They had farmers with multiple cows. Very often, these farmers have to transport the their milk to a central dairy, put it through processing and then ship it out. What Umati tried to solve was this problem; farmers often deliver 30 days of milk, are paid for the entire supply for the month in cash as a stack of notes, which then disappears for whatever reason.
Umati provided a facility that could handle that cash, dealing with the various processes and sorting out the administrative details. After 30 days, the dairy facility would pay Umati and Umati would then pay the farmers, making business processes more efficient.
With Indonesia and the Philippines, something similar could work out. This is a working capital solution with a real-life impact. The local environments in Africa often forces people to think in a practical context, especially with regards to solutions.
For African entrepreneurs and firms seeking to enter the Asian market and vice-versa, what do you feel are the key differences? Let’s emphasise African regions bordering the Indian Ocean.
It’s not as different as you think, other than language and currency issues, as well as the differing levels of efficiency in the systems. The same goes for Africa as it does for Asia – fragmented markets with different levels of efficiency. The common thread is the case of always understanding the regulatory and legal environment; understand your banking and payments infrastructure and the risk and how to mitigate them.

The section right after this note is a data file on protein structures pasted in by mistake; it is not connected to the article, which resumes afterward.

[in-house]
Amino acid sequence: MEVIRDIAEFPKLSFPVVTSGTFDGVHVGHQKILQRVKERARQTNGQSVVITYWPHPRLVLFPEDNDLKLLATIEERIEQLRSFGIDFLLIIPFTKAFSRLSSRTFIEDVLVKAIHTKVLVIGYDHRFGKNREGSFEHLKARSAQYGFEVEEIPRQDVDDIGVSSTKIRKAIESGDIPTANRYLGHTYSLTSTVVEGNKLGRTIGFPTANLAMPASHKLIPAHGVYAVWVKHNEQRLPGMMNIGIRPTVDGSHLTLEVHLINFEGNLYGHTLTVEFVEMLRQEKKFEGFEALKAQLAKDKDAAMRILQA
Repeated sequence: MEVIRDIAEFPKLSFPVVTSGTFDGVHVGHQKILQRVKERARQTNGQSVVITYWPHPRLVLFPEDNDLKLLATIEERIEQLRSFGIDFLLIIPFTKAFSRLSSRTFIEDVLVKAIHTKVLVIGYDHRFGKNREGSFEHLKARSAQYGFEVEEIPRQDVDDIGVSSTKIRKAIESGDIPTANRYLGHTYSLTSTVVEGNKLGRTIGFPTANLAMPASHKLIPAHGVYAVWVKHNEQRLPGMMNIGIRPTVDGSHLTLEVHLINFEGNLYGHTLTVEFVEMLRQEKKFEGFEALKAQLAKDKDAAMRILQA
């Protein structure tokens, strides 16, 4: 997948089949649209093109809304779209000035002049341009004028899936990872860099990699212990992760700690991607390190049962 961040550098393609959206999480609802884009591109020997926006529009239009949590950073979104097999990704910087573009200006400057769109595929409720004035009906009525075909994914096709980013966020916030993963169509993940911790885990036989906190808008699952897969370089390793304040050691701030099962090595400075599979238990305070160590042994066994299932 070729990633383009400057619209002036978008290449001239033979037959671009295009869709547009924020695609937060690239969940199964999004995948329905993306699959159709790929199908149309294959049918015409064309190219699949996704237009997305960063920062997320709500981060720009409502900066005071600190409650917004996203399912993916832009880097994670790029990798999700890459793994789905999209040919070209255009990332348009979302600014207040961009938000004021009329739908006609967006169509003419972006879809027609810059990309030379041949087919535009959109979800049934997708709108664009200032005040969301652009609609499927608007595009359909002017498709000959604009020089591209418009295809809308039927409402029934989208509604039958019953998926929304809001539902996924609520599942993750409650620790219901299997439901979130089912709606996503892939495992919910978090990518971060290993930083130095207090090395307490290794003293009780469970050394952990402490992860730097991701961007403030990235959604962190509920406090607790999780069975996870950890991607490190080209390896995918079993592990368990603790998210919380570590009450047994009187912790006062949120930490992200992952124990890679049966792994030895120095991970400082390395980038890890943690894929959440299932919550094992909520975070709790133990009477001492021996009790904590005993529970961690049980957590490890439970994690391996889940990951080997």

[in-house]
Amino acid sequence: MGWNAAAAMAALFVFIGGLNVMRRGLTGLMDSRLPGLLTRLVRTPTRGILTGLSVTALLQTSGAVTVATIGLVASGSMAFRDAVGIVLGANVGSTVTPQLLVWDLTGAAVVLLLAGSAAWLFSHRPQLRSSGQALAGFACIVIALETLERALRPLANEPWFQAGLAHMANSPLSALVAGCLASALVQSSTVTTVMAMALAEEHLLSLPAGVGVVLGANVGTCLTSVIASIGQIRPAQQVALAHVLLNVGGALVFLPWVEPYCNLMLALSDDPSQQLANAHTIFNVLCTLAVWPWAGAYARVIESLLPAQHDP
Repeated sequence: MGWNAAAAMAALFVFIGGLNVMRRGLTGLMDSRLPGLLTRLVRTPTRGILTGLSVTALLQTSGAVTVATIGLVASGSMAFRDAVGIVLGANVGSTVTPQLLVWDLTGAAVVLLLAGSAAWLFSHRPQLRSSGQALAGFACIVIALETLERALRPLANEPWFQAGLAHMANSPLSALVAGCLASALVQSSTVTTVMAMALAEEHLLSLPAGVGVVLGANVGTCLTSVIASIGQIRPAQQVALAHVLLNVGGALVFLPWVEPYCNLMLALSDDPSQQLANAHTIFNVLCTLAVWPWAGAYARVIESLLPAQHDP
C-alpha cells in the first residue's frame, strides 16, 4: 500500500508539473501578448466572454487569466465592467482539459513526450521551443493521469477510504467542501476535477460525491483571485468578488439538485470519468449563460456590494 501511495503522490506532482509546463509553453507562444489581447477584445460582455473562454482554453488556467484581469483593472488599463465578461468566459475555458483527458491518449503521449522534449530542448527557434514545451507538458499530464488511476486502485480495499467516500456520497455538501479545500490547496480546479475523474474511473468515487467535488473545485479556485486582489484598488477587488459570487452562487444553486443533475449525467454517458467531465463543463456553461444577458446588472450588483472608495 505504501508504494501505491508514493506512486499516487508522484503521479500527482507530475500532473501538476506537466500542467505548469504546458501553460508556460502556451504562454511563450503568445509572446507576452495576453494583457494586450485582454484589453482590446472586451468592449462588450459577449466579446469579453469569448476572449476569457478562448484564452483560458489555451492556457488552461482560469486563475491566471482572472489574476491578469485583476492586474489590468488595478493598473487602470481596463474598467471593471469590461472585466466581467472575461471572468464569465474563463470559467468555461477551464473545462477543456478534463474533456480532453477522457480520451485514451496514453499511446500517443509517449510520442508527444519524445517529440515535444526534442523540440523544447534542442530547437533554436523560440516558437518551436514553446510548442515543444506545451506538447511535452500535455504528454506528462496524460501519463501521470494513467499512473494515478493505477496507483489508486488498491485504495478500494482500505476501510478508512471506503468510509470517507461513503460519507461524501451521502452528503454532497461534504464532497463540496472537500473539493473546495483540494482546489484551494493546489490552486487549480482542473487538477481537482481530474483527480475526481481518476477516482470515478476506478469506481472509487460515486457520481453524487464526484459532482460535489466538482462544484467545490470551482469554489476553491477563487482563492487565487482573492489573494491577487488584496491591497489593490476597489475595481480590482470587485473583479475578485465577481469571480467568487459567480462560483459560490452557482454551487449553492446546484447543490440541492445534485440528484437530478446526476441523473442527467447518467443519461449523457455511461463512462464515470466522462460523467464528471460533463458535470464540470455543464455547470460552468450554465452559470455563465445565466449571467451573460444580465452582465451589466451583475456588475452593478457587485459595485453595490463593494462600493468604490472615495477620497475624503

You can also work through trade embassies to help navigate these challenges, as well as seek their aid. Also ensure that you have good professional service firms (i.e. lawyers and accountants) working for you. It’s bout the ability to set up a business and see how you get paid. The rest is about character assessments and proper checks in terms of the parties you’re dealing with.
What’s your perspective on microcredit as a finance vehicle for small businesses and micro-enterprises?
I think that it’s been hugely effictive in certain parts of the world where it plays a role as an enabler. There’s many successful microcredit stories. Grameen Bank is really one example where microcredit has been an enabling force for businesses, as it can cater to the unbanked.
However, when implementing these models, sustainability is important. If you don’t account for it, it can be damaging at a social level and must be sustainable in a socioeconomic context.
What are your comments on the recent developments of MAS opening a fund for fintech and the establishment of the FTIG to facilitate strategy and policy?